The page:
Some people have said “the definition of insanity is doing the same thing over and over hoping for different results.” Too often though, we do that in our training. We do the same thing week after week, season after season, and we wonder why we don’t get any better. Want to break out of that rut? Take a look at your training log and see what you’ve been doing and what you should change!
Oh… you haven’t been keeping a training log? Here’s 3 reasons to keep a training log, and 3 ways to do it!
Smile… Seriously… Just take a second and smile 🙂
I was planning to post a review this morning, but a thought hit me on the trainer doing some 5 minute superathreshold intervals. I was reminded of something I heard in an interview with Trisports.com CEO Seton Claggett. He was asked what advice he would give new athletes. He passed along a perfect quote that was given to him as a young athlete.
The sport of triathlon is really made up on three different sports: swimming, cycling, and running. I know… shocker! When it comes to race day, being a single sport athlete won’t cut it. i remind myself that every race as I’m a behind the fast swimmers out of the water, or when the runners are pulling away from me on the first leg of a Duathlon. We’re triathletes, so we balance all three sports in training like we do on race day. But, there is something to be said for a single sport focus. Whether this be for a specific block of training or working on a weakness, it may be time to hone in on one sport for some time. Continue reading
Earlier this week I wrote about 3 ways to jumpstart your fitness for the new triathlon season. Well, here’s a 4th.
Today I’m releasing a FREE 6 Week training plan to get you ready for your first (or next) triathlon. The plan is primarily focused on those training for a Sprint Triathlon, but it will work just as well for the 6 weeks leading up to your next sprint before diving into some intermediate or long course racing.
In this plan I use all the same philosophies I use in my coaching and especially the 3 main workouts for time crunched triathletes. This is a great resource for you as you dive back into training or if you are just getting started. I hope you find this plan useful and that it helps you learn from my mistakes!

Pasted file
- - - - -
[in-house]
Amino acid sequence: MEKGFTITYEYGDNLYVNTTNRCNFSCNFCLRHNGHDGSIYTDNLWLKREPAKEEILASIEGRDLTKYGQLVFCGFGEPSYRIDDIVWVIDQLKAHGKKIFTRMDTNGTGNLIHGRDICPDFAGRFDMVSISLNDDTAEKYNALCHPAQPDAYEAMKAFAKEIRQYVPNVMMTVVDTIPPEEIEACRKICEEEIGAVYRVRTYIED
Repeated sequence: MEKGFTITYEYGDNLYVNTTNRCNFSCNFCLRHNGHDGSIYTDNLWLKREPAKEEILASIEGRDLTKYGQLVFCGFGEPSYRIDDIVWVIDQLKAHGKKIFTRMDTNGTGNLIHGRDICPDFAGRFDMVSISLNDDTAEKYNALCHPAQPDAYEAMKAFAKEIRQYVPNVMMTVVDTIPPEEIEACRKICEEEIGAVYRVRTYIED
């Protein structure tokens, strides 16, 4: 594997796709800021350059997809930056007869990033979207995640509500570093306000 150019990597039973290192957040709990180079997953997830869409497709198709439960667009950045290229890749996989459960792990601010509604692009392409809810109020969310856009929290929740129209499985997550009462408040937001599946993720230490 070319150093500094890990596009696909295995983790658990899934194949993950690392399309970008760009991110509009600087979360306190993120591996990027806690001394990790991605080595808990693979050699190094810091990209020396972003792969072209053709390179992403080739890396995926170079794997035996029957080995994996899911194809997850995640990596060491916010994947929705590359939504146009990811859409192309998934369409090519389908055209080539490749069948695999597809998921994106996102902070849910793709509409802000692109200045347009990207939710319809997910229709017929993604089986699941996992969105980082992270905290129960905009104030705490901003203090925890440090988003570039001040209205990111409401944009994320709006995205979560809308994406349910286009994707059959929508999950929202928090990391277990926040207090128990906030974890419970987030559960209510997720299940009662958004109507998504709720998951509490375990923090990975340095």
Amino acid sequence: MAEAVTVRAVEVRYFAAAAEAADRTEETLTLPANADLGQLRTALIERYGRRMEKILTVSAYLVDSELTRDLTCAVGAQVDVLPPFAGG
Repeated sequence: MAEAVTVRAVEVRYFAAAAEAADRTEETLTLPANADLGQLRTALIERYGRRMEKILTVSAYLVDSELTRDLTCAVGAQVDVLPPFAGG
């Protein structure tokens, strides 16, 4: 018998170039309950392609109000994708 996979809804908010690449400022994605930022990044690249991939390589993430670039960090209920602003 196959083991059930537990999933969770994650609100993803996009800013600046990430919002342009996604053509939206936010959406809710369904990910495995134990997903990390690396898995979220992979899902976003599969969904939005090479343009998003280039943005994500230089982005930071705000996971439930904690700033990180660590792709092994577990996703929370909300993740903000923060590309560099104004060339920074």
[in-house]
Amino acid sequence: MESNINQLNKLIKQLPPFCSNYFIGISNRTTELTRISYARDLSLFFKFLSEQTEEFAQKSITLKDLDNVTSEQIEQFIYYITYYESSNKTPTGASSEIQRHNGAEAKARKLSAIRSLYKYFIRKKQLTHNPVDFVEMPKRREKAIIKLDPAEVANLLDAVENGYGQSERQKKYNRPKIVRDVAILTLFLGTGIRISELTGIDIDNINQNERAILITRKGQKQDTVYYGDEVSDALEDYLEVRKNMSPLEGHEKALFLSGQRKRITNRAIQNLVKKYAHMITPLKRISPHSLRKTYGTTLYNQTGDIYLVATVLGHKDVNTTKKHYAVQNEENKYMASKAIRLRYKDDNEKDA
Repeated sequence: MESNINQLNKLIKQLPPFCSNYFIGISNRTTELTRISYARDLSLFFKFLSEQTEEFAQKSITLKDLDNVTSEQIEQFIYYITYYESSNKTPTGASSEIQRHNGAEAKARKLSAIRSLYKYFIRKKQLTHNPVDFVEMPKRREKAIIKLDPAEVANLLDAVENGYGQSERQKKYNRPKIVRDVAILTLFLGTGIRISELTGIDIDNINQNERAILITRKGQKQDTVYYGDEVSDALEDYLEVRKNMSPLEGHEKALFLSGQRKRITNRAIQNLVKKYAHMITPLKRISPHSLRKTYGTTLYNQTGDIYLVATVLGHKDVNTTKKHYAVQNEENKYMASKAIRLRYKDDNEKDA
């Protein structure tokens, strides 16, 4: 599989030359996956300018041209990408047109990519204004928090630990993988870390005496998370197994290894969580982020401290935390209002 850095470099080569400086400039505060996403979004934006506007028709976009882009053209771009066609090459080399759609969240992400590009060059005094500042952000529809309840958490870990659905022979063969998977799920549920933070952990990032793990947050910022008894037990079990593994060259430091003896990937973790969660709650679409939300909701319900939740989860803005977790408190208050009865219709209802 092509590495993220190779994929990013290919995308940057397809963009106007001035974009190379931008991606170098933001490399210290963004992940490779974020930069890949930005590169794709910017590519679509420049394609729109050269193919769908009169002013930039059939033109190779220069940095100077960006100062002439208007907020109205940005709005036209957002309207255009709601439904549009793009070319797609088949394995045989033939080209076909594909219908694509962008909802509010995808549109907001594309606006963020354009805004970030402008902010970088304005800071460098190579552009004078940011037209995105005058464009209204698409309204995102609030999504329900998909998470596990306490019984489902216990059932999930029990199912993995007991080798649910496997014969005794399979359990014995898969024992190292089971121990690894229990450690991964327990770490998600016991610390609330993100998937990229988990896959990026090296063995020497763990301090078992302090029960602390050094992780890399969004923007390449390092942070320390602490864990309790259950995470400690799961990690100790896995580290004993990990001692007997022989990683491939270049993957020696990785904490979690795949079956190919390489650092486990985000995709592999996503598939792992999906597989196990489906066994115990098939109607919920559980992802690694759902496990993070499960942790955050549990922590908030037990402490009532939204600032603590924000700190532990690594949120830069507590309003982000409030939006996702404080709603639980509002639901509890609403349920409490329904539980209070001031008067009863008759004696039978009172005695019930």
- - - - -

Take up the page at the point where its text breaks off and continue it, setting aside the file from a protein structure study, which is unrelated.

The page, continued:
Following on the heels of the post “What’s a Watt?” I wanted to jump off that and get a little more info out there on one of the things you can do with a power meter. A lot of people, (especially in the off season) focus on losing weight and getting a better body composition. To accurately count calories, you need an accurate count of calories burned. Any GPS will give you a number of calories burned for a given workout, but sometimes that is a bit of an arbitrary number. This is where a power meter comes into play!
It’s that time of year… yes… Christmas, but also planning time for next season. You’re picking races and starting to plan your training. I’ve noticed a bit of hustle and bustle around the interwebs about one topic surrounding annual training plans… reverse periodization vs. traditional periodization. I wanted to give you my take on the subject.
It’s fall, and for many cyclists that means it’s trainer season. Cyclists and Triathletes have become fond of calling their trainer setup their “pain cave” for obvious reasons. On a trainer you are either doing some highly structured intervals which can be very painful, or you are doing some long slow miles… which is painful in and over itself. The rise of some great trainer apps have eased this a little (and some increased it… I’m looking at you sufferfest). But in all, the trainer has remained a cornerstone of off (or pre) season training.
I wanted to take today’s post and give you a tour of my “Pain Cave.” As you will see, it is not very high end, and just enough to keep me going for an hour or two here and there. But it is very effective for me!
This is the second post in our 5K Beginner’s Series! Each Monday for 6 weeks we will be looking at different topics to help you get ready for your first (or next) 5K. These will also go right along with our 6 week 5K training plan.
If you haven’t gotten that yet, I encourage you to get it now! If you started that plan last week you should be right on track to have a great race for a Thanksgiving Day Turkey Trot! If you are a little behind, that’s ok! Go get that plan and start at the beginning. If you skip a week, skip week 5 so you can gradually build up. You will also want to take a look at post 1 in this series on the importance of a warm up.
This is the first post in our 5K Beginner’s Series! Each Monday for the next 6 weeks we will be looking at different topics to help you get ready for your first (or next) 5K. These will also go right along with our 6 week 5K training plan.
If you haven’t gotten that yet, I encourage you to get it now! If you start that plan today you will be right on track to have a great race for a Thanksgiving Day Turkey Trot!
Warm Up: Why?
Today I want to tackle the idea of warming up and cooling down for each workout. If you are following the plan, I didn’t write out a specific procedure, but told you to spend 5 minutes getting your muscles loose and your blood flowing. This part of each workout is important few a few reasons.
It’s that time of year again!
Thanksgiving is right around the corner, and for many of us, even those who may not run very much throughout the year, we are signing up for our local Turkey Trot!